How to protect your assets from divorces and creditors: Lessons from 'Big Little Lies'

I have been watching an HBO show called Big Little Lies, which is a fantastic show, but also has some lessons on estate planning. [Spoilers!] In a recent situation this season, a character named Renata (on the left in the photo above) learns that her husband is in trouble for insider trading, and that because of the way they own their assets as a married couple in the state they live in (California), everything they have is at risk and they must declare bankruptcy and sell off everything that the bankruptcy trustee tells them to sell—their home, Renata’s wedding ring, everything. To make matters worse, Renata finds out at the bankruptcy hearing that her husband has been procuring sexual favors from the nanny and promising her additional compensation for her services. This is all a huge blow to Renata, who came from a poor background, worked for everything she built, and is now having everything taken away due to her husband’s actions.

What to do if you get a substantial increase in income or net worth.

From time to time, I get a call from an old or prospective client who wants to know what to do now that they have run into a lot of money, either through receiving higher income or through receiving a large lump sum due to inheritance, lawsuit win, or other event. There are several key areas to keep in mind, but the overall rule is to call your estate planning lawyer and accountant right away.

Why do I need a Revocable Living Trust?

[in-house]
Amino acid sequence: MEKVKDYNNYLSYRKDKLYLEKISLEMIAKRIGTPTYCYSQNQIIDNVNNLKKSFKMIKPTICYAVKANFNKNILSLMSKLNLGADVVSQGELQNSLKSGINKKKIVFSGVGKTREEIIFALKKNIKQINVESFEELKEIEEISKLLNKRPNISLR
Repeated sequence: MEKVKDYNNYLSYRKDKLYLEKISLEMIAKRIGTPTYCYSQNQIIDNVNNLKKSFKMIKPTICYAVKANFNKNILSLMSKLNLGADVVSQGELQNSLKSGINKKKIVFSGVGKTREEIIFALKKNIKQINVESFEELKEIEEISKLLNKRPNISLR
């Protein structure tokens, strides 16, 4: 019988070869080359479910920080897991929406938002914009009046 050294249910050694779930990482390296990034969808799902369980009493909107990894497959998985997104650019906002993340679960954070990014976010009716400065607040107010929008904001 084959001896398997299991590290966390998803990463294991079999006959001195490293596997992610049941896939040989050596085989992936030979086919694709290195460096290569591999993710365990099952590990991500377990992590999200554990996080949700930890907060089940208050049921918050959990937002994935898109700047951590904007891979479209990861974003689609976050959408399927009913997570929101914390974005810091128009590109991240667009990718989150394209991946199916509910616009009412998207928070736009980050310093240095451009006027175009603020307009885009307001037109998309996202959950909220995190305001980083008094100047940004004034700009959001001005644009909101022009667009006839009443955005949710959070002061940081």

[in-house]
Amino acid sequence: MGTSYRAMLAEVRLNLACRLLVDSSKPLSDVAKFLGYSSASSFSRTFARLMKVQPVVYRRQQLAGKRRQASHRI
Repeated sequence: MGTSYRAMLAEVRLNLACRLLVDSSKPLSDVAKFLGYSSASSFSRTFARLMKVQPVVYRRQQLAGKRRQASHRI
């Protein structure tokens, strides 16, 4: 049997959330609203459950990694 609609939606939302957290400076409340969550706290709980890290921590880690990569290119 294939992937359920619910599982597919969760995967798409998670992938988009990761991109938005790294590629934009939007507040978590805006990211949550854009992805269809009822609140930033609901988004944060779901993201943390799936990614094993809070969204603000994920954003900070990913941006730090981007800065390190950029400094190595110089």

Everyone who has any assets (like a home or a retirement account or a business) has probably heard about Revocable Livings Trusts and wondered whether they need to set one up. At my office in Portland, Oregon, the main estate planning tool that I use to help my clients is a Revocable Living Trust. There are many reasons why so many of my clients choose to plan their estates with a Revocable Living Trust, rather than with a Will-based plan. Here are some of those reasons.

5 Lessons for Parents to Learn from Aretha Franklin's Estate

As we all know, the Queen of Soul, Aretha Franklin, died last August, and appeared to have died without an estate plan in place to determine the distribution of her $25 million estate. Her estate was back in the news recently because her son filed to take over as executor after three handwritten wills were found. Of course, we all wonder why rich people so frequently die without a proper estate plan in place, but there are lessons here for regular people like you and me, as well. Here are a few that popped up for me just reading the recent news.

The #1 Thing You Are Putting Off: Estate Planning [Do the Damn Thing podcast, with guest Candice Aiston]

Candice was interviewed on the Do the Damn Thing podcast to talk about the #1 thing that the podcast listeners reported that they were putting off: Estate Planning.

On the episode, Candice talks about the 3 documents that everyone over 18 should have in place, the additional documents that all parents should have in place, whether you should DIY your estate plan, why people put off estate planning, how to get started on estate planning, and so much more.